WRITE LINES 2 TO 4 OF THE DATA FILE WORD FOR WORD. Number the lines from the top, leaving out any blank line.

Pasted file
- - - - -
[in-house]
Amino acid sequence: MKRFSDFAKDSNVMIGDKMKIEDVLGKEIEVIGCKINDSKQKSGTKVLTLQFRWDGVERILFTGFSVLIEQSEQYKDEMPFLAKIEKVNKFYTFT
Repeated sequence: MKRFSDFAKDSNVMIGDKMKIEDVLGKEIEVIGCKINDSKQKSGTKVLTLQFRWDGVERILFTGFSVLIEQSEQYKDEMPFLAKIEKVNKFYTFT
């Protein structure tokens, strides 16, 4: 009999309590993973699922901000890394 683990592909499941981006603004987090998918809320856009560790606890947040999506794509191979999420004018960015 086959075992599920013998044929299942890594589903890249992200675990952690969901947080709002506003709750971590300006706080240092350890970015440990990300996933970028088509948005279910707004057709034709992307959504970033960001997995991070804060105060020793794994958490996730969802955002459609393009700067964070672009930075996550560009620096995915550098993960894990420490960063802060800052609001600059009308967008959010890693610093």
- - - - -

Amino acid sequence: MKRFSDFAKDSNVMIGDKMKIEDVLGKEIEVIGCKINDSKQKSGTKVLTLQFRWDGVERILFTGFSVLIEQSEQYKDEMPFLAKIEKVNKFYTFT
Repeated sequence: MKRFSDFAKDSNVMIGDKMKIEDVLGKEIEVIGCKINDSKQKSGTKVLTLQFRWDGVERILFTGFSVLIEQSEQYKDEMPFLAKIEKVNKFYTFT
């Protein structure tokens, strides 16, 4: 009999309590993973699922901000890394 683990592909499941981006603004987090998918809320856009560790606890947040999506794509191979999420004018960015 086959075992599920013998044929299942890594589903890249992200675990952690969901947080709002506003709750971590300006706080240092350890970015440990990300996933970028088509948005279910707004057709034709992307959504970033960001997995991070804060105060020793794994958490996730969802955002459609393009700067964070672009930075996550560009620096995915550098993960894990420490960063802060800052609001600059009308967008959010890693610093």